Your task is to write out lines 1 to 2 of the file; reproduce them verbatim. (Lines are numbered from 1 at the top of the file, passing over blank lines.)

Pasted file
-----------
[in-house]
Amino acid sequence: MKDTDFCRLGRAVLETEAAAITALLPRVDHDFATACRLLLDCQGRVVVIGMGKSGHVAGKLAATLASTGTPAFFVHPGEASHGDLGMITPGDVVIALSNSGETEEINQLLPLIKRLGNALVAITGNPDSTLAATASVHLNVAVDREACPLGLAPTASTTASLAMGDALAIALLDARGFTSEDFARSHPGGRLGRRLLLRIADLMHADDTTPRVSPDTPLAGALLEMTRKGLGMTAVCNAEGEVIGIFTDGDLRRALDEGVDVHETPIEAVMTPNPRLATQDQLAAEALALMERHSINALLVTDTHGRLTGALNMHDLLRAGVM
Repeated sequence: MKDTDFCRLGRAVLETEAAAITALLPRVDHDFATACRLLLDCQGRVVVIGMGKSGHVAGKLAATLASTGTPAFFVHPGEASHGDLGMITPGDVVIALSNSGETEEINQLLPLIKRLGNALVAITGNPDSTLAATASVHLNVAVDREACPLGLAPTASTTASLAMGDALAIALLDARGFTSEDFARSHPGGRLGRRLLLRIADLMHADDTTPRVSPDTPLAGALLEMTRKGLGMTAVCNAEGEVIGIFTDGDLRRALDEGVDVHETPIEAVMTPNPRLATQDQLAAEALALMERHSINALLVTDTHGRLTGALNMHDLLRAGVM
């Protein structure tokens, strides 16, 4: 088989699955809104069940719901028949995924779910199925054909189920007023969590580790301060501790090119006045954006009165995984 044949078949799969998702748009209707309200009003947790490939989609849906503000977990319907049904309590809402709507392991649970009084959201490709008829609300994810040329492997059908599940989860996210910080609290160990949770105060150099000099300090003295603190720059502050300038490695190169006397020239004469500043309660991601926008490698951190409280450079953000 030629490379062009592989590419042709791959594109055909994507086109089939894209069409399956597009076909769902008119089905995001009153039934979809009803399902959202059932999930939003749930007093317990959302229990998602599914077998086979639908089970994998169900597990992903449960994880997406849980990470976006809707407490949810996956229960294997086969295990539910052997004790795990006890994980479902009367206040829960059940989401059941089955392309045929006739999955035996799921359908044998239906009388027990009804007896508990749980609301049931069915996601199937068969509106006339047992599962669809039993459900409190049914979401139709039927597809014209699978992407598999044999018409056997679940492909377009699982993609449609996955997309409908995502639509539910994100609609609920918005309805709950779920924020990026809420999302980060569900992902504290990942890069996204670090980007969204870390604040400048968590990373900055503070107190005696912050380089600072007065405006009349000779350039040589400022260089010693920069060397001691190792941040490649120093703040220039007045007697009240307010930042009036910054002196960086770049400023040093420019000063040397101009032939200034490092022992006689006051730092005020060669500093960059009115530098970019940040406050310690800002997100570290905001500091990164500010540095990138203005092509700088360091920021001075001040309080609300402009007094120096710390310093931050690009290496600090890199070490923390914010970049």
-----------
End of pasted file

[in-house]
Amino acid sequence: MKDTDFCRLGRAVLETEAAAITALLPRVDHDFATACRLLLDCQGRVVVIGMGKSGHVAGKLAATLASTGTPAFFVHPGEASHGDLGMITPGDVVIALSNSGETEEINQLLPLIKRLGNALVAITGNPDSTLAATASVHLNVAVDREACPLGLAPTASTTASLAMGDALAIALLDARGFTSEDFARSHPGGRLGRRLLLRIADLMHADDTTPRVSPDTPLAGALLEMTRKGLGMTAVCNAEGEVIGIFTDGDLRRALDEGVDVHETPIEAVMTPNPRLATQDQLAAEALALMERHSINALLVTDTHGRLTGALNMHDLLRAGVM